Modular prefabrication to save a heritage shoebox in Rosemont
How can a second floor be added to a heritage shoebox on a budget and within a limited time frame? For the first time that we know of in Montreal, architects used modular construction to build an addition on top of a century-old house. Using this technique, the rooms and their bathroom are built in a factory, then shipped and assembled on site. Making up the full width of the lot, each of the three wood-frame pods is craned in place, minimizing disturbances to neighbors.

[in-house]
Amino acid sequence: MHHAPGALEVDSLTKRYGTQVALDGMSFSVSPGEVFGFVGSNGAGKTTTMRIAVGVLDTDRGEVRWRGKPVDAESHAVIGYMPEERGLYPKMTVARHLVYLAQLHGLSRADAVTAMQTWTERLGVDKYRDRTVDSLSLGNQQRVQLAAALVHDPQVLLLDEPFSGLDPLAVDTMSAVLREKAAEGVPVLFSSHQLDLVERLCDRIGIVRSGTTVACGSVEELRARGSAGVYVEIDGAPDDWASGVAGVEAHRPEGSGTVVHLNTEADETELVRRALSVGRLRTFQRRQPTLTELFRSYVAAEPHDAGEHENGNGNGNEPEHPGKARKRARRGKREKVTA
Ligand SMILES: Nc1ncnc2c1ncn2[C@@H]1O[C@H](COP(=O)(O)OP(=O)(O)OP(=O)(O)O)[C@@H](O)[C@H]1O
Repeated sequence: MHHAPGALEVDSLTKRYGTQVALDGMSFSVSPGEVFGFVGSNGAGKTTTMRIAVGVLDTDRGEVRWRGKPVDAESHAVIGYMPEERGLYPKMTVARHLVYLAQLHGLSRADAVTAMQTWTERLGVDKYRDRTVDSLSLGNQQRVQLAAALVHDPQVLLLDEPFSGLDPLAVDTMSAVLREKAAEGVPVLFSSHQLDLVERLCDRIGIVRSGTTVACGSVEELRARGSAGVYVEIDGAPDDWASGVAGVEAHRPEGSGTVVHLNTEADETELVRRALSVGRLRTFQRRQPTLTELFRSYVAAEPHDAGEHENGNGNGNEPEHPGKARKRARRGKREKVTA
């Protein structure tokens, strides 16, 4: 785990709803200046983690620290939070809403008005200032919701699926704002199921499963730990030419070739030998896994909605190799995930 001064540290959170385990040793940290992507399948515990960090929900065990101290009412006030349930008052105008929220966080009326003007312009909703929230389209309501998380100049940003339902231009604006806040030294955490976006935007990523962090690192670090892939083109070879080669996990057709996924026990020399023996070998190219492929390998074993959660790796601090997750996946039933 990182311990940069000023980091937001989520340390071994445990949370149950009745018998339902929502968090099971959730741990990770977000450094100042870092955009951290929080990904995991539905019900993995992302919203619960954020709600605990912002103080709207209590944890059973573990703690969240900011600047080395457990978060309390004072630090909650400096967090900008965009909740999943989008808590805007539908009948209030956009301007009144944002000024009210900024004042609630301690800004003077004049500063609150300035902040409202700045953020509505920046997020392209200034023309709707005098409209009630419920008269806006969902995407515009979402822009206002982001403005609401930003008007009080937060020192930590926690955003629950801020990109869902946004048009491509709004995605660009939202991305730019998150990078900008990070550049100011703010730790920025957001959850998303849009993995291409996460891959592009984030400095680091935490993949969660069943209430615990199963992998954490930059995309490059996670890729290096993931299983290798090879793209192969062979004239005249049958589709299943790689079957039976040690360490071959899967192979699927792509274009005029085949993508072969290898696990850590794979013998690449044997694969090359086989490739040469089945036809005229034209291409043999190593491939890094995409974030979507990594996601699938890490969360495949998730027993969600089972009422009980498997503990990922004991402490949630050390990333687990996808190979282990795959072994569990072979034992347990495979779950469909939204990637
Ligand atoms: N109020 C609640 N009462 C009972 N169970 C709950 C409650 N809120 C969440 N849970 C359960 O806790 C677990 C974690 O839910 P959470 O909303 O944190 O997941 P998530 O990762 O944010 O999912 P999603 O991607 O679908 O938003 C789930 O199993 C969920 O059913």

To highlight the shoebox, the second floor is set back one meter from the original façade. The exterior wood siding matches the masonry tones of the area. In alignment with the geometry of the parapet and the old sash windows, the new openings are protected from summer overheating by overhangs forming large frames. On the first floor, the renovation of the kitchen and the addition of a staircase are the main features of the living area. Upstairs, the parents’ bedrooms are connected by a closet hidden behind the bathroom, offering the most intimate of all circulations. Thanks to this transformation, this typical shoebox in Rosemont has kept its historical cachet while giving itself a new identity, elegant and functional, meeting the needs of a modern family.